Without a doubt, we increased our exposure to PayPal here, but with the stock having risen sharply in less than two months’ time, we looked to book some profits while also looking for a way to continue to play this. We believe that the shares anyone purchased back in late December are a ‘Hold’ now, and would not fault anyone for selling and booking these gains. As it relates to the puts, though, we believe that the option premium provides sufficient cushion for a move lower and can enable us to profit even if shares move lower.
For each set of contracts traded on a 1:1 ratio, we are risking an additional net of roughly $3,000. However, we will not lose money on the April 2023 Puts unless shares fall below roughly $78.75/share and the January 2024 Puts are profitable until falling below roughly $73.30/share. While we do not exactly want to be buyers of PayPal shares at $85/share, adjusting our puts higher makes sense for our portfolios that we have traded these contracts in because they have no direct exposure to PayPal (although they do have exposure via ETFs) and if these shares were put to us, being a buyer below $80/share, and even $75/share in the case of the January 2024s seems like a deal.
Note: The average cost for shares if both contracts were to be put to us would be about $76/share and if operating results hold up, we have no qualms with actually taking delivery of the shares.
Our last article saw us enter trades via direct purchases of the stock and via the sale of puts. In hindsight, it would have been better to purchase the stock across the board, but right now we are trying to generate some income and reduce margin debt in some portfolios, so there is a purpose to these trades. With PayPal’s big run since late December, we have locked in the 50% of the premium from the 1/19/2024 Puts that we were entitled to and over 71% of the premium from the 4/21/2023 Puts which we were entitled to as well. We made about 8% in profit from these trades, but what we sold is key to potential profits moving forward.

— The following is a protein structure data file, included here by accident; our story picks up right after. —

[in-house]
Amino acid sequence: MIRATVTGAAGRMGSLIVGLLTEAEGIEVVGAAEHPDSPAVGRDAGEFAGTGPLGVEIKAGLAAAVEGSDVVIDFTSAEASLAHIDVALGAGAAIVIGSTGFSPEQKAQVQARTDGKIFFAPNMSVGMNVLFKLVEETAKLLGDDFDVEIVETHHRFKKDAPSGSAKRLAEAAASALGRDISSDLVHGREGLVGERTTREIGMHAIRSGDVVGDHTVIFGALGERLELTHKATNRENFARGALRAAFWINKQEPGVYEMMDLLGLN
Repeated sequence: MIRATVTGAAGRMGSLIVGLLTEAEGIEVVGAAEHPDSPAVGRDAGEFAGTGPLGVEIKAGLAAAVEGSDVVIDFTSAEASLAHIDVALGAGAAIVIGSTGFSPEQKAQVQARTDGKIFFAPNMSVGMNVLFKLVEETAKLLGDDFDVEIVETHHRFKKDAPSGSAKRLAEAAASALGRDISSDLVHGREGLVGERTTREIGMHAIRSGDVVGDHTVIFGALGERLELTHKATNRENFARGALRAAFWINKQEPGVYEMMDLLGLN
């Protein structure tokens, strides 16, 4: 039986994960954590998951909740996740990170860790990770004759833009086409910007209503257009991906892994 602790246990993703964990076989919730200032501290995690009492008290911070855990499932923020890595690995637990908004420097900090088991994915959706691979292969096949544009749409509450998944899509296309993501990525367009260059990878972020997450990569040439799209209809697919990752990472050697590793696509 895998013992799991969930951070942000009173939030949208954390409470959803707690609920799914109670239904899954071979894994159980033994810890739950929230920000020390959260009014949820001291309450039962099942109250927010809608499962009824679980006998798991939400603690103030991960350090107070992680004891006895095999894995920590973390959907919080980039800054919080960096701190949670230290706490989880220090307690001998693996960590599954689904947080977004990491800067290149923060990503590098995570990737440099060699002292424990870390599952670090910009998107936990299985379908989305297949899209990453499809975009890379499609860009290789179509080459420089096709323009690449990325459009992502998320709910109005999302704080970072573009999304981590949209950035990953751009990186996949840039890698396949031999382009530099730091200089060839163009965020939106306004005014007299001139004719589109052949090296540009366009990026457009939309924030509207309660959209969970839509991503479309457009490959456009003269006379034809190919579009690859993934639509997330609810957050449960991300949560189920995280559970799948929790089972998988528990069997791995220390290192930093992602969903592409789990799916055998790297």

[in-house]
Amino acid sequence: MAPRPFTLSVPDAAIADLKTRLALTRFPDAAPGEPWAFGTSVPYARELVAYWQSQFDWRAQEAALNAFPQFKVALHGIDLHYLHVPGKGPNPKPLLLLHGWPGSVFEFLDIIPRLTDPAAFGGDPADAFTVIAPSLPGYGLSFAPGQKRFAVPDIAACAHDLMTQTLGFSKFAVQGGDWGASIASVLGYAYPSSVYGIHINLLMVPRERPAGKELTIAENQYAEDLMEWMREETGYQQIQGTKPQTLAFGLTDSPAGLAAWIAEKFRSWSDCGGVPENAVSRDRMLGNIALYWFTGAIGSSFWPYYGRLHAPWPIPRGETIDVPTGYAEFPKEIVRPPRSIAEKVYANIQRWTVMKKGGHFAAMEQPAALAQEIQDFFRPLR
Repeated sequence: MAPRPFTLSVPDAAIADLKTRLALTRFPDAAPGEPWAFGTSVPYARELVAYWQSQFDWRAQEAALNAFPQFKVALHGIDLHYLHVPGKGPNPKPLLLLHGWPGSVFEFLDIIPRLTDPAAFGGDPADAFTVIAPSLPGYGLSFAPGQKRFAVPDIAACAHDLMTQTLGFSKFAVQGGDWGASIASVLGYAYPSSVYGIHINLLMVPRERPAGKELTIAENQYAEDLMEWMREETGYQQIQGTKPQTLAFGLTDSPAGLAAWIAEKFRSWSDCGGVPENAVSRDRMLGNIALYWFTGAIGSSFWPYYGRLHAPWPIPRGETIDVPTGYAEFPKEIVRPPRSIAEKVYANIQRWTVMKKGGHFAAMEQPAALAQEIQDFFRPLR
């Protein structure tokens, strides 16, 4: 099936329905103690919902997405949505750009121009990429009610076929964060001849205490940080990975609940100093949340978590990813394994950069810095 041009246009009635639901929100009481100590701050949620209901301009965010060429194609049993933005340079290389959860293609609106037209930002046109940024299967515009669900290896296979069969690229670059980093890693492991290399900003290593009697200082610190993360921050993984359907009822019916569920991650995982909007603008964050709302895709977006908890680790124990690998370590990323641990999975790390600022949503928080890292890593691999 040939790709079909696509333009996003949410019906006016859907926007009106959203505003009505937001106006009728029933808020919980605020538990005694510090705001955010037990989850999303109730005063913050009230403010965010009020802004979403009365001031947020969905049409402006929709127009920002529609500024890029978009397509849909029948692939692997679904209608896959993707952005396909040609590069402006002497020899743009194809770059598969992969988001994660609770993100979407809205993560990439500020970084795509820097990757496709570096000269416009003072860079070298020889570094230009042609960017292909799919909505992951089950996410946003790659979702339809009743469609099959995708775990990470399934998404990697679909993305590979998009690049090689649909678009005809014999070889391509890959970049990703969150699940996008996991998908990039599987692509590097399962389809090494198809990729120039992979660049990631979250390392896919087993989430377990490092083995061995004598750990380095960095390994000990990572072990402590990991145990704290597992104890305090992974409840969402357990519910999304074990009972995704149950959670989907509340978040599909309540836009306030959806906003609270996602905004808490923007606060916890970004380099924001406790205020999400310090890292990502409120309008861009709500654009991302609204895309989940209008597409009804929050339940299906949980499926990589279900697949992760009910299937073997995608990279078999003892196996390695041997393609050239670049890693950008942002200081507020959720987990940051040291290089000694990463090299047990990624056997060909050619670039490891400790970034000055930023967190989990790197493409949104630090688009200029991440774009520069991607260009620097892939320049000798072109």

The April 21, 2023 Puts with a strike price of $85 were sold for $6.25 each, which would generate a potential profit of 7.35%+ if held to the workout date, which is just over two months away. The January 19, 2024 Puts with a strike price of $85 were sold for roughly $1,170 each, which generates a potential profit of over 13.75% if held to the workout date just under a year away.
Being in the camp where we think earnings are going to be pretty boring for investors allows us to have a longer view on this name during earnings season. For those who also believe that we will be range-bound for a little while, trades similar to this might fit your profile. With the downgrade from Raymond James to start the week, along with a general tech pullback, investors might look at Puts, with $80 strike prices to rotate into as those are still out of the money and similar to the structure of our trade when we entered into it on Friday.
Again, rotating out of the original trade is not necessary, but we are doing it in an attempt to grab more performance while also creating additional cash inflows to hopefully lower our margin interest expense for the year.
Disclosure: I/we have a beneficial long position in the shares of PYPL either through stock ownership, options, or other derivatives. I wrote this article myself, and it expresses my own opinions. I am not receiving compensation for it (other than from Seeking Alpha). I have no business relationship with any company whose stock is mentioned in this article.
Additional disclosure: Long the shares and short certain put options (long position) in personal and client accounts.